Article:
60. The computer program product of claim 59, wherein the computer readable code which enters long polling mode includes computer readable program code for using the skew rate as a phase adjustment.
61. The computer program product of claim 59 further comprising
computer readable program code for adaptively determining the resynchronization period of the long polling mode based on the jitter.
62. The computer program product of claim 61 further comprising:
computer readable program code which determines if the jitter is greater than a first criterion;
computer readable program code that shortens the resynchronization period of the long polling mode if the jitter is greater than the first criterion;
computer readable program code which determines if the jitter is less than a second criterion;
computer readable program code which extends the resynchronization period of the long polling mode if the jitter is less than the second criterion; and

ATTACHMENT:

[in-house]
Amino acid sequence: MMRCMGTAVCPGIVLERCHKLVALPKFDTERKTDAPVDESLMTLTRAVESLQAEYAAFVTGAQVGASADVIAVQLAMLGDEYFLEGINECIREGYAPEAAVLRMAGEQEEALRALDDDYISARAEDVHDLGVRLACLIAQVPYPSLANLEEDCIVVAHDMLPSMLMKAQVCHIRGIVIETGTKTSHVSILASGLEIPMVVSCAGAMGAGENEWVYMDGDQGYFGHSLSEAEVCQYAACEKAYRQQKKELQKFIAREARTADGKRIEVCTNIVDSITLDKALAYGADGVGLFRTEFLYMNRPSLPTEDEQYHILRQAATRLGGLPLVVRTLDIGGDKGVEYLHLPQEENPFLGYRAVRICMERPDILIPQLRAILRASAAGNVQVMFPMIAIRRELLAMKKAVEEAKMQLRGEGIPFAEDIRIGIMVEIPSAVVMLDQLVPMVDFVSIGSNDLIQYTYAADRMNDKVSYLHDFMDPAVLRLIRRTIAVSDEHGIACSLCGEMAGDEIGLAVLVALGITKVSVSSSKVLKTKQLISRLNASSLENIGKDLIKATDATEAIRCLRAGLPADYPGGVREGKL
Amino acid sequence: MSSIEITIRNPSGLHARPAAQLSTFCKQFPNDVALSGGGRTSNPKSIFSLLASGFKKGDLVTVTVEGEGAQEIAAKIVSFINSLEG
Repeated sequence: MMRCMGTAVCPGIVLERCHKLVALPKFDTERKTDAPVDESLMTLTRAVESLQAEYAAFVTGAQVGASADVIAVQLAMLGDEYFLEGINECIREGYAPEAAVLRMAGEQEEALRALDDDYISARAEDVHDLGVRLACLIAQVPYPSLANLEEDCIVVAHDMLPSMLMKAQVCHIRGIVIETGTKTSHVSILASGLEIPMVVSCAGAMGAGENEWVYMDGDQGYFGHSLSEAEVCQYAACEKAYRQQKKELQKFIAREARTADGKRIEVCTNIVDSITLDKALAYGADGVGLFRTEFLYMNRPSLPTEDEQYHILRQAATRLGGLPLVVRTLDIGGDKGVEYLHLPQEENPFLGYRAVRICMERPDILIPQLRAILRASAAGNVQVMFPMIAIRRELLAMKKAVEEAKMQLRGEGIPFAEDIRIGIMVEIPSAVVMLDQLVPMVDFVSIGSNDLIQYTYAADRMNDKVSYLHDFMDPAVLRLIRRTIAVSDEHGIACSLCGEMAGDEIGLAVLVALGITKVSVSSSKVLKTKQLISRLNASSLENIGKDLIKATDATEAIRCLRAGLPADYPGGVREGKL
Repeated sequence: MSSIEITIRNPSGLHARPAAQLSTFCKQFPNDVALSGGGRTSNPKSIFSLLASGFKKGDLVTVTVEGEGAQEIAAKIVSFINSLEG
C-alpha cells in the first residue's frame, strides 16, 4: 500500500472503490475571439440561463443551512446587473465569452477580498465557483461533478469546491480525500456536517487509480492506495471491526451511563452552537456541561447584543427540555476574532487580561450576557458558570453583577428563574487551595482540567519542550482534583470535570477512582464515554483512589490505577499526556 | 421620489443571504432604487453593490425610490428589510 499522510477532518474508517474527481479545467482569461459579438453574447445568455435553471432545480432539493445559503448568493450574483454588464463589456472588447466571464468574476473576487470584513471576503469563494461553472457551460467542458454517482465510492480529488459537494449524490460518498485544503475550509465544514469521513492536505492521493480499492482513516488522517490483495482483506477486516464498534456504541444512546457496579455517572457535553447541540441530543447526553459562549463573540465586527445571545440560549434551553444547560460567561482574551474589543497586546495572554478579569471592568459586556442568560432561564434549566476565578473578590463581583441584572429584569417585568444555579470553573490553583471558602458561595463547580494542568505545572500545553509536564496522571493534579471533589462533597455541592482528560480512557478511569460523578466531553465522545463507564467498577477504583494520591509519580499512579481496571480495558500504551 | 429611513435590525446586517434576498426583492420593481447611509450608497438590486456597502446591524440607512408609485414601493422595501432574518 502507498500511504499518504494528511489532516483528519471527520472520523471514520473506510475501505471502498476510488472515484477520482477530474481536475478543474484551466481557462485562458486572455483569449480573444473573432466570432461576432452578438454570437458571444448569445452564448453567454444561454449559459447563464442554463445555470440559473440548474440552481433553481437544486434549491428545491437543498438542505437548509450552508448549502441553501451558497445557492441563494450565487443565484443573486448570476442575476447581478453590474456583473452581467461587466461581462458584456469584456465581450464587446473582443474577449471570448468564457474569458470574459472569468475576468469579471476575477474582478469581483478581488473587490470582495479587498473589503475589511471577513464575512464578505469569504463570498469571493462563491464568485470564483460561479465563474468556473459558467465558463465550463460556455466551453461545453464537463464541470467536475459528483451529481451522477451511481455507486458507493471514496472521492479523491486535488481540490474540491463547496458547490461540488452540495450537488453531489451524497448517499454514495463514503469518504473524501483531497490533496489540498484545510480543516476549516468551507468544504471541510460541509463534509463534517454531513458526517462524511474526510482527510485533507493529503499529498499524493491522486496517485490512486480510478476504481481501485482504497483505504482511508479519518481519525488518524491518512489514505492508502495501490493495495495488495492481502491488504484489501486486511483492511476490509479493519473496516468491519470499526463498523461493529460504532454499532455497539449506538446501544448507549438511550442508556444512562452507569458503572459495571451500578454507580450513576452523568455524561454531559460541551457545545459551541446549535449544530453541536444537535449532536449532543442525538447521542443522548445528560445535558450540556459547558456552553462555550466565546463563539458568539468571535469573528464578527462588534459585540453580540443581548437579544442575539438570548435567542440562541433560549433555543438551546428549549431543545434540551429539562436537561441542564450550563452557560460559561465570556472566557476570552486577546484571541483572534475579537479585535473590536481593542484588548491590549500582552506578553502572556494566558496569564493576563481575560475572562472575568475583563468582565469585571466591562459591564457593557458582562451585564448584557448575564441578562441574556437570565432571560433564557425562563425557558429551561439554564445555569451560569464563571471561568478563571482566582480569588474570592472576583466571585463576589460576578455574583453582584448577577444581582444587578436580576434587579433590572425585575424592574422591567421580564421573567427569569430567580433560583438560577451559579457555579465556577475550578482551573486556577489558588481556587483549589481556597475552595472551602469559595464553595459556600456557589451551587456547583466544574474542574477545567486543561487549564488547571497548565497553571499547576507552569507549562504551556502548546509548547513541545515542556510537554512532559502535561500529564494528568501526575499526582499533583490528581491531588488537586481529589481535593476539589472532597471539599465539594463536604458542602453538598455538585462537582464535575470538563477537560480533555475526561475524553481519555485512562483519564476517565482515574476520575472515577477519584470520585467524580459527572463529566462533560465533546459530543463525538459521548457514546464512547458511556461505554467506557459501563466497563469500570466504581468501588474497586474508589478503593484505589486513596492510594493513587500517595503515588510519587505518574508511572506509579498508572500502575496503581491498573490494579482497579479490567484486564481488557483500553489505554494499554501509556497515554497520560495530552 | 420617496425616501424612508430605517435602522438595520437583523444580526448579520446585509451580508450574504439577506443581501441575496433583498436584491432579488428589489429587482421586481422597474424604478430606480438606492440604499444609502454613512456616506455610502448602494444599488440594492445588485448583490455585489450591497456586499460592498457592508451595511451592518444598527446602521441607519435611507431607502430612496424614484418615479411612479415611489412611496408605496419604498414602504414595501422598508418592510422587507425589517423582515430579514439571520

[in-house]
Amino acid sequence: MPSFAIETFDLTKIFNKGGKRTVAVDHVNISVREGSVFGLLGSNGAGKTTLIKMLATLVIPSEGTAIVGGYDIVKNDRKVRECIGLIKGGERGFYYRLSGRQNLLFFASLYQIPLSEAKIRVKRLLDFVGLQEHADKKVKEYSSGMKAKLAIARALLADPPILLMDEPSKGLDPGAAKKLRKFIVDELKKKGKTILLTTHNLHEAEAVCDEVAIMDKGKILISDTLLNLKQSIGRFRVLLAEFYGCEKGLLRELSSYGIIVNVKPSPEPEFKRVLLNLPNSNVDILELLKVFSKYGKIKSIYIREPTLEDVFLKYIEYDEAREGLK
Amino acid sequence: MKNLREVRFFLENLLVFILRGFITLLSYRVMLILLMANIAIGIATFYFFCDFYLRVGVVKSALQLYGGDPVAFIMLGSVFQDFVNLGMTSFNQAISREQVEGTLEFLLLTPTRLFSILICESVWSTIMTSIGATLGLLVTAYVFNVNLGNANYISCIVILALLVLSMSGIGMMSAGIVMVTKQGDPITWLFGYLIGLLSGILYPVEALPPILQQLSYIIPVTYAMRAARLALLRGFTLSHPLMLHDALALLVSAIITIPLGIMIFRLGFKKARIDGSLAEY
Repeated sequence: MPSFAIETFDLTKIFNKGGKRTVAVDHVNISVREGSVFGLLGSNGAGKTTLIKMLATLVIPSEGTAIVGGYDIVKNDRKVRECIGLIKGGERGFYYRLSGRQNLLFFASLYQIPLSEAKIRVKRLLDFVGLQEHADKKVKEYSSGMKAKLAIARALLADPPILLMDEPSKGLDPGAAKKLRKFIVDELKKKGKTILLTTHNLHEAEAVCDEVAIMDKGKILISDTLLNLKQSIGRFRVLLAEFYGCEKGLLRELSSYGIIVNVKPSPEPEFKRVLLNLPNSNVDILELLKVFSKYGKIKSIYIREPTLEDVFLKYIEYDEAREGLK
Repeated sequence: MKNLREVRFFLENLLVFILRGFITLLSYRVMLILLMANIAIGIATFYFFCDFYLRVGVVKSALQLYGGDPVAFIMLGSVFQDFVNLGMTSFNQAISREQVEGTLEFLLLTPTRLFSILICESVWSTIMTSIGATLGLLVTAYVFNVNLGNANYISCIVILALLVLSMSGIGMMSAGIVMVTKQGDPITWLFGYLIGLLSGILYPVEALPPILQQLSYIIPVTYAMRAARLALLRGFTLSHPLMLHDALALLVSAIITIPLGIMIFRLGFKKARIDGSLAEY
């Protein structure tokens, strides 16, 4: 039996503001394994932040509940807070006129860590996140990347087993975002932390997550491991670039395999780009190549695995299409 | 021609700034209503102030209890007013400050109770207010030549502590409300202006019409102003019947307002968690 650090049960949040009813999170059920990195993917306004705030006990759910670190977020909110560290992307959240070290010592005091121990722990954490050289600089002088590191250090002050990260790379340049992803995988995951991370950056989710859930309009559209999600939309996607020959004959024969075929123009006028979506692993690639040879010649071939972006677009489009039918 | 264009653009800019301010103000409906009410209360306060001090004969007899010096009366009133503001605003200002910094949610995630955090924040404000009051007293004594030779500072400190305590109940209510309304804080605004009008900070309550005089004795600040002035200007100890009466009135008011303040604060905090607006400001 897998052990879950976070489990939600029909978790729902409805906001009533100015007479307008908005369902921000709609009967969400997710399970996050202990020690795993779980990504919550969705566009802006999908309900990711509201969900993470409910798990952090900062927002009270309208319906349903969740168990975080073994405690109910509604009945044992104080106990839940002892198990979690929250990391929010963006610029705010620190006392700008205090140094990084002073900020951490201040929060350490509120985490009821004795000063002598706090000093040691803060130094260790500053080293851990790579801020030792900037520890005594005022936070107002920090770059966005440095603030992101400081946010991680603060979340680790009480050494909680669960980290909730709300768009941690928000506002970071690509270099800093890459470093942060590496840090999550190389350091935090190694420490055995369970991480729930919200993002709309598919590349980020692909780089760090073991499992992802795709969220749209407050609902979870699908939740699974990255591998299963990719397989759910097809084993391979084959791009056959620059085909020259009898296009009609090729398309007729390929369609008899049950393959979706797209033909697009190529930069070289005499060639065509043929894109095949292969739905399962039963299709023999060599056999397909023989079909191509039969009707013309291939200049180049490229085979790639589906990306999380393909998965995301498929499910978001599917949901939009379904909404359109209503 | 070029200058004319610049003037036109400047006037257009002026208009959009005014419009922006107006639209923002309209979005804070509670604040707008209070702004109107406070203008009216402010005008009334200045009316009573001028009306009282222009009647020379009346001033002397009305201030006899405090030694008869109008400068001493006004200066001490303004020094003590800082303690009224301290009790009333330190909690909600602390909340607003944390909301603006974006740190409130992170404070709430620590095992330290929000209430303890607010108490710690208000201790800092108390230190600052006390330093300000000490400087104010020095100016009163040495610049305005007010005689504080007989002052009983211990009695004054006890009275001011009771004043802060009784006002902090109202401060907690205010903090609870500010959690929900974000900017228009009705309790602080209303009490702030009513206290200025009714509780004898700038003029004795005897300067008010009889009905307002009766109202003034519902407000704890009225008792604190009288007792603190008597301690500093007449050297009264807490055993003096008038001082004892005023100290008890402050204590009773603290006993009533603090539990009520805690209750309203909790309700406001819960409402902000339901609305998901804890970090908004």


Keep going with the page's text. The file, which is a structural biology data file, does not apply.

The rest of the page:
computer readable program code which maintains the resynchronization period of the long polling mode if the jitter is not greater than the first criterion or less than the second criterion.
63. The computer program product of claim 59 further comprising
computer readable program code which adaptively determines the resynchronization period of the short polling mode based on the jitter.
64. The computer program product of claim 63 further comprising:
computer readable program code which determines if the jitter is greater than a first criterion;
computer readable program code which shortens the resynchronization period of the short polling mode if the jitter is greater than the first criterion;
computer readable program code which determines if the jitter is less than a second criterion;
computer readable program code which extends the resynchronization period of the short polling mode if the jitter is less than the second criterion; and
computer readable program code which maintains the resynchronization period of the short polling mode if the jitter is not greater than the first criterion or less than the second criterion.